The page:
Hawkins was drafted straight out of high school by the Minnesota Twins in the 1991 amateur draft, and spent the next four years in the Twins' minor league system. His major league debut early in the 1995 season was a disastrous start against the Baltimore Orioles, where he gave up seven earned runs in only an inning and two thirds of work. Hawkins bounced between the big league club and Salt Lake of the PCL over the next few years, finally landing in the Twins' bullpen permanently in 1998. He was also the opposing starting pitcher during the perfect game by Yankees pitcher David Wells on May 17, 1998.
Sporting a mid-90s fastball, Hawkins was used by the Twins as their closer during the 2000 and 2001 seasons, but eventually lost the job to Eddie Guardado. In the set-up role, Hawkins drew the attention of the league when he posted a 2.13 ERA in 2002. He fared even better in 2003, when his ERA dropped to 1.86 and he struck out 75 batters in just 77 and 1/3 innings. Hawkins became a free agent after the 2003 season.
Hawkins drew interest from a number of teams before signing a three-year, $11 million deal with the Chicago Cubs after the 2003 season. Hawkins was signed by the Cubs to pitch the 8th inning to set up for Joe Borowski, but Borowski went down with an injury early in the season, and Hawkins took over closing duties. On September 11, Hawkins struck out the side on only nine pitches in a game against the Florida Marlins. Despite a better-than-average ERA of 2.63 on the year and 25 saves, Hawkins blew 9 saves on the year, including two during a late-September skid that cost the Cubs the wild card. These blown saves earned him the ire of Cubs fans, who made a habit of booing him loudly at Wrigley Field when he came on in relief.
San Francisco GiantsEdit
On May 28, 2005 the Cubs traded Hawkins to the San Francisco Giants in exchange for pitchers Jerome Williams and David Aardsma. Upon arrival in San Francisco, Hawkins was initially converted back into a set-up role, with the team cautiously optimistic about a return to form. However, Hawkins only showed brief flashes of his previous ability en route to a league-average performance for the Giants.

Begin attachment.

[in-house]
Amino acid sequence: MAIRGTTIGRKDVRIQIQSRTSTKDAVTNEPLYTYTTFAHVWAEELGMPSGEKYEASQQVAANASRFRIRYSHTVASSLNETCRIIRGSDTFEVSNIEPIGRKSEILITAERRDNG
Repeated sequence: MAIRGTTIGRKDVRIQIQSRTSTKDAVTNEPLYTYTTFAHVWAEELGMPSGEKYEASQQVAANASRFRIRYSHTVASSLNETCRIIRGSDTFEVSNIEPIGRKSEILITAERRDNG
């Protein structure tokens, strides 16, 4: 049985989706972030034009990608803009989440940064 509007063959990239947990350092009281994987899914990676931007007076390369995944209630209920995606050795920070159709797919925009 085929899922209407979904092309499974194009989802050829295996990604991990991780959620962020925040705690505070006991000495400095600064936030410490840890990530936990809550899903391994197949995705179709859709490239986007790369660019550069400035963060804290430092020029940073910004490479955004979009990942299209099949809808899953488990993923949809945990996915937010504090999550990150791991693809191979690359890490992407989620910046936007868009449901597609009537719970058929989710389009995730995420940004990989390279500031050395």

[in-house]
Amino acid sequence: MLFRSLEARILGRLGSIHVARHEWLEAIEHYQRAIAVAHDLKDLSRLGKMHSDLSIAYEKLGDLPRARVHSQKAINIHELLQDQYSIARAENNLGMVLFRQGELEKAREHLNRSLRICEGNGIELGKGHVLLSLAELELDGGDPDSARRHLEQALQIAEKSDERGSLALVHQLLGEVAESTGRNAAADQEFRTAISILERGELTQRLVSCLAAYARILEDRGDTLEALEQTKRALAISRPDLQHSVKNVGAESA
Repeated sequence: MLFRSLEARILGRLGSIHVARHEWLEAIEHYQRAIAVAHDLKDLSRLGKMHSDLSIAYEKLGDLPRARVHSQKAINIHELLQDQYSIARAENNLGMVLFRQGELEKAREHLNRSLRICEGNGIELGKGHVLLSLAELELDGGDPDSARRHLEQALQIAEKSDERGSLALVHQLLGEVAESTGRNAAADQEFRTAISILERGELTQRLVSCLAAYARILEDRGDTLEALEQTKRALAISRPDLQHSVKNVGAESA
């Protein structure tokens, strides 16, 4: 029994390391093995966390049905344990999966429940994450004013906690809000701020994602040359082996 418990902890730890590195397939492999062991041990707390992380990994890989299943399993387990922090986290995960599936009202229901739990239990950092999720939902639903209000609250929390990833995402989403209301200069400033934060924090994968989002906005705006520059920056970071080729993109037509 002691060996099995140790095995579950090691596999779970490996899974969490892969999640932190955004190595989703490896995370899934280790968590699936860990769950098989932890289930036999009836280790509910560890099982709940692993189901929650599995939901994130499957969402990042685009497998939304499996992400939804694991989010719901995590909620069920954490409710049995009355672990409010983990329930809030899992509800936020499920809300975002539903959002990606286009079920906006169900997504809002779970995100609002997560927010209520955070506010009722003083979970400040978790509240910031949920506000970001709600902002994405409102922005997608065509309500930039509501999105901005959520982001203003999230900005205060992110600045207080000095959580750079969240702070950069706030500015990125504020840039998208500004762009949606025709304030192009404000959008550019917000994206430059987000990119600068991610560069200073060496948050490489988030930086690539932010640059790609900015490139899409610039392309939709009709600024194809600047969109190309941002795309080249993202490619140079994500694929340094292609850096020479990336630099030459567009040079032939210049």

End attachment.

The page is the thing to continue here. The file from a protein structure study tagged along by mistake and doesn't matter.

On December 5, 2006, Hawkins signed a one-year, $3.25 contract with the Colorado Rockies. On July 8, 2007, Hawkins was the only Colorado player to help the groundskeepers and the entire Philadelphia ballclub with the tarp during a heavy storm in Denver. Despite pitching in the hitter-friendly Coors Field, he posted a 3.42 ERA in 62 appearances, including a scoreless 7th inning in the wild card playoff against San Diego. Hawkins gave up only one run and two hits in five innings of post-season work for the National League champions.
New York YankeesEdit
On December 9, 2007, Hawkins signed a one-year contract with the New York Yankees, reportedly worth $3.75 million. He became the first player since outfielder Paul O'Neill to wear the jersey number 21 for the Yankees.  However, after returning from a road trip on April 16, he changed his number to 22 in response to the fans' booing, yelling, and calling O'Neill's name when he took the field. 
Hawkins was designated for assignment on July 26.
On July 30, 2008 the Houston Astros acquired Hawkins from the Yankees for minor leaguer Matt Cusick. Hawkins was an integral part of the Astros' late-season playoff run, pitching 21 innings out of the bullpen and allowing just one earned run over that span (good for a 0.43 ERA). Hawkins signed a 1 year deal with the Astros to return for the 2009 season.
- ↑ C.J. Moore. "Rockies' winning streak halted at five, Cook unable to hold lead; Colorado denied sweep in finale", 'mlb.com', 2007-07-08. Retrieved on 2007-12-19.
- ↑ Bryan Hoch. "Yankees reach deal with Hawkins, Veteran right-hander likely to fill setup role in bullpen", 'mlb.com', 2007-12-09. Retrieved on 2007-12-09.
- ↑ Yanks reliever Hawkins bows to fans' wishes, will switch to No. 22
- ↑ Yankees' Hawkins suspended for high pitch in loss to O's
- ↑ http://sports.espn.go.com/espn/blog/index?entryID=3511876&name=mlb_trade_deadline
- ↑ Hawkins coming back to Houston
- ↑ http://www.miamiherald.com/sports/baseball/story/1385415.html
- Career statistics and player information from MLB, or ESPN, or Baseball-Reference, or Fangraphs, or The Baseball Cube